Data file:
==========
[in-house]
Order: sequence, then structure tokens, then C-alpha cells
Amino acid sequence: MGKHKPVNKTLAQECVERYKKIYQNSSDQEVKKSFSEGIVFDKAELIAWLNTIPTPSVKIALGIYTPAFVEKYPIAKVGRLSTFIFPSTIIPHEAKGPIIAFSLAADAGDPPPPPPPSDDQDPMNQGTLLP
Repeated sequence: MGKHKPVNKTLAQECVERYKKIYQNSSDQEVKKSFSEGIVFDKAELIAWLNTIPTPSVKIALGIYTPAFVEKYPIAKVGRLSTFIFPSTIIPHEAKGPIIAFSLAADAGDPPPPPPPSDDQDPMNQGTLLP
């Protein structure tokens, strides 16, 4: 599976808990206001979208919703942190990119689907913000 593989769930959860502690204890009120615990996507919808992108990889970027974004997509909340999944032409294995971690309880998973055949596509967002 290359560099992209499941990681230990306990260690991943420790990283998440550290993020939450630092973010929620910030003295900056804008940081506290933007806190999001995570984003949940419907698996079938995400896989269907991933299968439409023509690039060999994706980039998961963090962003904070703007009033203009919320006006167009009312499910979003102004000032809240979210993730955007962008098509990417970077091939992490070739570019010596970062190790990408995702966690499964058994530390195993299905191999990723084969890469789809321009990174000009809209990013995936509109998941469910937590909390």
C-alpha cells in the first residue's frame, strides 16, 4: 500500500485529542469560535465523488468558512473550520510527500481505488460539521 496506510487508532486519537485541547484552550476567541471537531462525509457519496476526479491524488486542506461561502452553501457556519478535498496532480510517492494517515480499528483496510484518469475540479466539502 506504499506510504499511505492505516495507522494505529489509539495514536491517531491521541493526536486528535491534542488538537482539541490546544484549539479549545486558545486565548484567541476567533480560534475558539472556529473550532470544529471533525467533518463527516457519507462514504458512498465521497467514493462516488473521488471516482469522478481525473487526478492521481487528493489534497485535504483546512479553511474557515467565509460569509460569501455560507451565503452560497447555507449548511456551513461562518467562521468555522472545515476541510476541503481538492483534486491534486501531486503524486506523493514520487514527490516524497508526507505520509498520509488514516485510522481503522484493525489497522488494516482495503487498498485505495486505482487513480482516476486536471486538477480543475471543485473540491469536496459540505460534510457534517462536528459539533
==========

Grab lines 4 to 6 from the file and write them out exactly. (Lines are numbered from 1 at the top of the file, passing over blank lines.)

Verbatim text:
Repeated sequence: MGKHKPVNKTLAQECVERYKKIYQNSSDQEVKKSFSEGIVFDKAELIAWLNTIPTPSVKIALGIYTPAFVEKYPIAKVGRLSTFIFPSTIIPHEAKGPIIAFSLAADAGDPPPPPPPSDDQDPMNQGTLLP
């Protein structure tokens, strides 16, 4: 599976808990206001979208919703942190990119689907913000 593989769930959860502690204890009120615990996507919808992108990889970027974004997509909340999944032409294995971690309880998973055949596509967002 290359560099992209499941990681230990306990260690991943420790990283998440550290993020939450630092973010929620910030003295900056804008940081506290933007806190999001995570984003949940419907698996079938995400896989269907991933299968439409023509690039060999994706980039998961963090962003904070703007009033203009919320006006167009009312499910979003102004000032809240979210993730955007962008098509990417970077091939992490070739570019010596970062190790990408995702966690499964058994530390195993299905191999990723084969890469789809321009990174000009809209990013995936509109998941469910937590909390």
C-alpha cells in the first residue's frame, strides 16, 4: 500500500485529542469560535465523488468558512473550520510527500481505488460539521 496506510487508532486519537485541547484552550476567541471537531462525509457519496476526479491524488486542506461561502452553501457556519478535498496532480510517492494517515480499528483496510484518469475540479466539502 506504499506510504499511505492505516495507522494505529489509539495514536491517531491521541493526536486528535491534542488538537482539541490546544484549539479549545486558545486565548484567541476567533480560534475558539472556529473550532470544529471533525467533518463527516457519507462514504458512498465521497467514493462516488473521488471516482469522478481525473487526478492521481487528493489534497485535504483546512479553511474557515467565509460569509460569501455560507451565503452560497447555507449548511456551513461562518467562521468555522472545515476541510476541503481538492483534486491534486501531486503524486506523493514520487514527490516524497508526507505520509498520509488514516485510522481503522484493525489497522488494516482495503487498498485505495486505482487513480482516476486536471486538477480543475471543485473540491469536496459540505460534510457534517462536528459539533